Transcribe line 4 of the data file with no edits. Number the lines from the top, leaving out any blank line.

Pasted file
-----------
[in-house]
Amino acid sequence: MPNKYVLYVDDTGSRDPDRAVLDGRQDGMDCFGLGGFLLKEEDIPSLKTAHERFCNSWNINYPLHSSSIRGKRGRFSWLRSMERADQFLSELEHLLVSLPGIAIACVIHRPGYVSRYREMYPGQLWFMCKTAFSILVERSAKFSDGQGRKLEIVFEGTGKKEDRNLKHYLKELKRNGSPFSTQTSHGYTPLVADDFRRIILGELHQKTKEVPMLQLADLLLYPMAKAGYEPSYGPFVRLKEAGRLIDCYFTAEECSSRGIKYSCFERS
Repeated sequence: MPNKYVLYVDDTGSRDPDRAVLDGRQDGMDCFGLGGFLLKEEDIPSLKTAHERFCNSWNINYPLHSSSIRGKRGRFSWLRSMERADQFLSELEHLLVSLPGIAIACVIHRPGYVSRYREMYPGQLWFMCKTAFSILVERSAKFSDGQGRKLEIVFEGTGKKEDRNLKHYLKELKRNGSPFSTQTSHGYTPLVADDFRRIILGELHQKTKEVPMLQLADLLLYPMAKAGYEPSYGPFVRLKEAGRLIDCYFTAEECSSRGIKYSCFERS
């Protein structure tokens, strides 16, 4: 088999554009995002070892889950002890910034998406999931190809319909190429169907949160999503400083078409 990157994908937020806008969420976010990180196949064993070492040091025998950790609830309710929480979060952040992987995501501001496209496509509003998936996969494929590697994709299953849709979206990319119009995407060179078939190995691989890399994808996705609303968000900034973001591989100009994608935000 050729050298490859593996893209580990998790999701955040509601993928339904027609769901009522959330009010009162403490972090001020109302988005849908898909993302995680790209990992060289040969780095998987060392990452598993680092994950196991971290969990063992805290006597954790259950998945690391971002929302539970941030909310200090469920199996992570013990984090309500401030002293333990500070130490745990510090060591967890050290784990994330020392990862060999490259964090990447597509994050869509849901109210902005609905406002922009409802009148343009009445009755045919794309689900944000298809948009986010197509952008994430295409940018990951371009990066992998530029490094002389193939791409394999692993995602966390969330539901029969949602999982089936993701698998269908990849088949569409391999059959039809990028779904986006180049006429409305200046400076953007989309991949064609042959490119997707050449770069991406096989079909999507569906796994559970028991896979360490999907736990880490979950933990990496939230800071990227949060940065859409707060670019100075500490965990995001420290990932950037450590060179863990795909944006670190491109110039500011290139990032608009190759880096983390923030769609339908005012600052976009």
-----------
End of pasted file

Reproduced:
């Protein structure tokens, strides 16, 4: 088999554009995002070892889950002890910034998406999931190809319909190429169907949160999503400083078409 990157994908937020806008969420976010990180196949064993070492040091025998950790609830309710929480979060952040992987995501501001496209496509509003998936996969494929590697994709299953849709979206990319119009995407060179078939190995691989890399994808996705609303968000900034973001591989100009994608935000 050729050298490859593996893209580990998790999701955040509601993928339904027609769901009522959330009010009162403490972090001020109302988005849908898909993302995680790209990992060289040969780095998987060392990452598993680092994950196991971290969990063992805290006597954790259950998945690391971002929302539970941030909310200090469920199996992570013990984090309500401030002293333990500070130490745990510090060591967890050290784990994330020392990862060999490259964090990447597509994050869509849901109210902005609905406002922009409802009148343009009445009755045919794309689900944000298809948009986010197509952008994430295409940018990951371009990066992998530029490094002389193939791409394999692993995602966390969330539901029969949602999982089936993701698998269908990849088949569409391999059959039809990028779904986006180049006429409305200046400076953007989309991949064609042959490119997707050449770069991406096989079909999507569906796994559970028991896979360490999907736990880490979950933990990496939230800071990227949060940065859409707060670019100075500490965990995001420290990932950037450590060179863990795909944006670190491109110039500011290139990032608009190759880096983390923030769609339908005012600052976009």